Oceanography The Official Magazine of
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Volume 32 Issue 01

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Volume 32, No. 1
Pages 48 - 59


Blowing in the Monsoon Wind

By Pinxian Wang , Steven C. Clemens, Ryuji Tada, and Richard W. Murray 
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Article Abstract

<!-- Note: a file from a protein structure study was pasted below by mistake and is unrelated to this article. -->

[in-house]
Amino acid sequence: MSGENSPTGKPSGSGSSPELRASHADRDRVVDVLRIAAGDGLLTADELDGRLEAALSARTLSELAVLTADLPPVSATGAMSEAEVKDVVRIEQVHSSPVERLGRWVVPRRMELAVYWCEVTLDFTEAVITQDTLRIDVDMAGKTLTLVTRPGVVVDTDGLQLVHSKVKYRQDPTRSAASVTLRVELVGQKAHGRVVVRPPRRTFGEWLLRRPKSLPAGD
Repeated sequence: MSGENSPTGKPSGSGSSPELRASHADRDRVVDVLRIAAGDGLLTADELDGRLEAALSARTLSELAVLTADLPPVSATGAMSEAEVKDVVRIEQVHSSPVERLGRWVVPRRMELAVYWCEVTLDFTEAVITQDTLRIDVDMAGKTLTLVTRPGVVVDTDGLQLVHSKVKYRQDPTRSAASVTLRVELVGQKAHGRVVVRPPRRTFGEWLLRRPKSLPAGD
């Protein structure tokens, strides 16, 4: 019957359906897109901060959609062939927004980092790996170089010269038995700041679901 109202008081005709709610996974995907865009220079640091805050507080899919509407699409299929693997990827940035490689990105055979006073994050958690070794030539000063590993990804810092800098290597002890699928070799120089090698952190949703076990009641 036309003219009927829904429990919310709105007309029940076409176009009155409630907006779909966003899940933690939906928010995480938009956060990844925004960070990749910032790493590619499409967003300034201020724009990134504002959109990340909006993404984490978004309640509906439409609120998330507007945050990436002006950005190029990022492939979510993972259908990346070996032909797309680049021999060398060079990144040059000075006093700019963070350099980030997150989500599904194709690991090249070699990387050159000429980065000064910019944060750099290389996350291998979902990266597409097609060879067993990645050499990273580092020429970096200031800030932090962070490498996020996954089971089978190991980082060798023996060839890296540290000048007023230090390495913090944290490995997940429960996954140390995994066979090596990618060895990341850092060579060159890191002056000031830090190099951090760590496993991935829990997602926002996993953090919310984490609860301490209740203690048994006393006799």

From Maswin (Arabic), to Monção (Portuguese), to Moesson (Dutch), to Monsoon (English), the etymology of the word is not entirely clear, nor is its definition precise, although these different terms all refer to seasonal changes in wind and rainfall, depending on where they occur. However, it is clear that monsoonal climates are characterized by strong seasonality in wind and rainfall patterns, typically with onshore winds and increased rainfall during summer and offshore winds and reduced rainfall during winter. The Northern Hemisphere monsoons are one of the most prominent examples of Earth system interactions in which the solid Earth influences the circulation of the atmosphere and ocean, consequently forcing aspects of both regional and global climate. The monsoons also represent a climate phenomenon that has large direct and indirect societal impact. In this paper we review the contribution of scientific ocean drilling to our understanding of Earth’s current monsoons as well as those through geological history, back to tens of millions of years ago.


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